Harvesting Of Mulberry Fruit In Full Swing In Kashmir Valley
SRINAGAR, India — The harvest of mulberry fruit in the Mirgund nursery located on the outskirts of Srinagar, a city in northern India, is in full swing as life after Covid-induced lockdown slowly eases back to normal.
The growers of the fruit are delighted with their production, as it is better this year as compared to the last year, owing to the favorable climatic conditions.
“The fruit is seasonal, and the harvest will continue for another week or so,” said Sarwar Mir, a grower of the mulberry fruit.
“Even though the season was delayed due to the lockdown, we have earned well. We estimate the value of our products through the price we are offered by the department’s middleman and then sell it to the foreigners who come to buy our products.”
A few years back, the Department of Sericulture focused on the production of mulberry leaves for increasing cocoon production in the valley, but with special schemes introduced by the Central government, the authorities are now taking an initiative to increase the production of mulberry fruit also.
“Earlier we were working especially to increase the leaf production aimed to boost cocoon production, but for the past few years, we are also focusing on the fruit crops, which resulted in an increase in production every year,” said Khurshid Ahmad, the farm manager at the mulberry station.
“Last year, the production of this nursery was seven to eight quintals, but this year it will go up to 12 quintals due to moderate weather conditions.”
The mulberry fruit is good for health and is, therefore, high in demand in the country, which has motivated the growers to show a keen interest in its production.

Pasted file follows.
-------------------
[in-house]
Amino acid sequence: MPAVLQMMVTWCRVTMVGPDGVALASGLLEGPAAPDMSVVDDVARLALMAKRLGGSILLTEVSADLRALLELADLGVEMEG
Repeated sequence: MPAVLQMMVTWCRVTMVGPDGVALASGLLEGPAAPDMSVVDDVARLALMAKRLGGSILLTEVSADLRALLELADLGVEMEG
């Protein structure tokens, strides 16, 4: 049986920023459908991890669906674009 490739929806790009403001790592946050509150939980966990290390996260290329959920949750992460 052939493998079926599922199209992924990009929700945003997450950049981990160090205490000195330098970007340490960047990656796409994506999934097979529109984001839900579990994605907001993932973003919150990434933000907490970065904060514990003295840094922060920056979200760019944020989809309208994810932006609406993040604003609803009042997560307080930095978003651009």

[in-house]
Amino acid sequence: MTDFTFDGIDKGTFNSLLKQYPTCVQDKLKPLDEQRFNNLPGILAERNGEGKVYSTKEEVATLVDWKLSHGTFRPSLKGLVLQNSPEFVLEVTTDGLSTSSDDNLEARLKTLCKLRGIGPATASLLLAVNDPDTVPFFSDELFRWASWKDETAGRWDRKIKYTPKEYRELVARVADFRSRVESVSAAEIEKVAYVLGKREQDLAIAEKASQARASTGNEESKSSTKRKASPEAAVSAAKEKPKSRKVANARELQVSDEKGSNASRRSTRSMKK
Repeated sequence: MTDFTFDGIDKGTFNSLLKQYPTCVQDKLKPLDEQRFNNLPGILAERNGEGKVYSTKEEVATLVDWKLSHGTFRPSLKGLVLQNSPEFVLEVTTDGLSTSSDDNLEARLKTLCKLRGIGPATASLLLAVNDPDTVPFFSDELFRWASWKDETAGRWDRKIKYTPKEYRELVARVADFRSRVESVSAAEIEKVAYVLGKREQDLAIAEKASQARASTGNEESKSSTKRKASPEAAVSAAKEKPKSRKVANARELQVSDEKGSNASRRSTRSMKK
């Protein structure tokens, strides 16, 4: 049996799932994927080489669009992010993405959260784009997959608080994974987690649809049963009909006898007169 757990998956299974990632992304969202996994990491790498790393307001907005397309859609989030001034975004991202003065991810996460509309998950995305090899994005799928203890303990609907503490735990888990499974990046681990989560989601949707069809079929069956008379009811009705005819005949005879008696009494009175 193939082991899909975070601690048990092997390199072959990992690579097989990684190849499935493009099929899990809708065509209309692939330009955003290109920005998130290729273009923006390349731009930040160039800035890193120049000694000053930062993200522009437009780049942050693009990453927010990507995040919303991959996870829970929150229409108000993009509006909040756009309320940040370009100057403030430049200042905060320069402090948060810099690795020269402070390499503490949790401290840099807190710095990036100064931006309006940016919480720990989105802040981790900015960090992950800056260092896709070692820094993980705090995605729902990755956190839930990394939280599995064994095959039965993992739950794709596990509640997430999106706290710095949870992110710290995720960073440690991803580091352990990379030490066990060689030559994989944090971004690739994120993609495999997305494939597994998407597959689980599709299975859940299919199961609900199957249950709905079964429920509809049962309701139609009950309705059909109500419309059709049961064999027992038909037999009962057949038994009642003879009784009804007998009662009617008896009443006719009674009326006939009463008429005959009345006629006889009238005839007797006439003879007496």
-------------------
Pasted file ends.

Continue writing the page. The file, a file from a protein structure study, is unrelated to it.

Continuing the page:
Mulberry farming has also created a source of employment for several people in the valley, and the increased production encouraged the young entrepreneurs, including one foreigner, to establish small units of jam and juice.
“Our intent is to connect the farmer with the end consumers,” said Chris Zandi, a foreign entrepreneur.
“To make that journey as short as possible, the quality is preserved in the fruits, and the market rate is kept as low as possible. We try to develop products to promote the crop production from Kashmir.”
The growers are following all the Covid guidelines, including wearing masks and maintaining social distancing during harvesting of crops, to protect themselves from any kind of infection.
Though mulberry cultivation is practiced in various climates, the primary area is in the tropical zone covering Karnataka, Andhra Pradesh, and Tamil Nadu states, with about 90 percent.
West Bengal, Himachal Pradesh, and north-eastern states have major areas under mulberry cultivation in the sub-tropical zone.
Mulberry flourishes well in soils that are flat, deep, fertile, well-drained, loamy to clayey, porous with good moisture-holding capacity.
(With inputs from ANI)
(Edited by Amrita Das and Saptak Datta)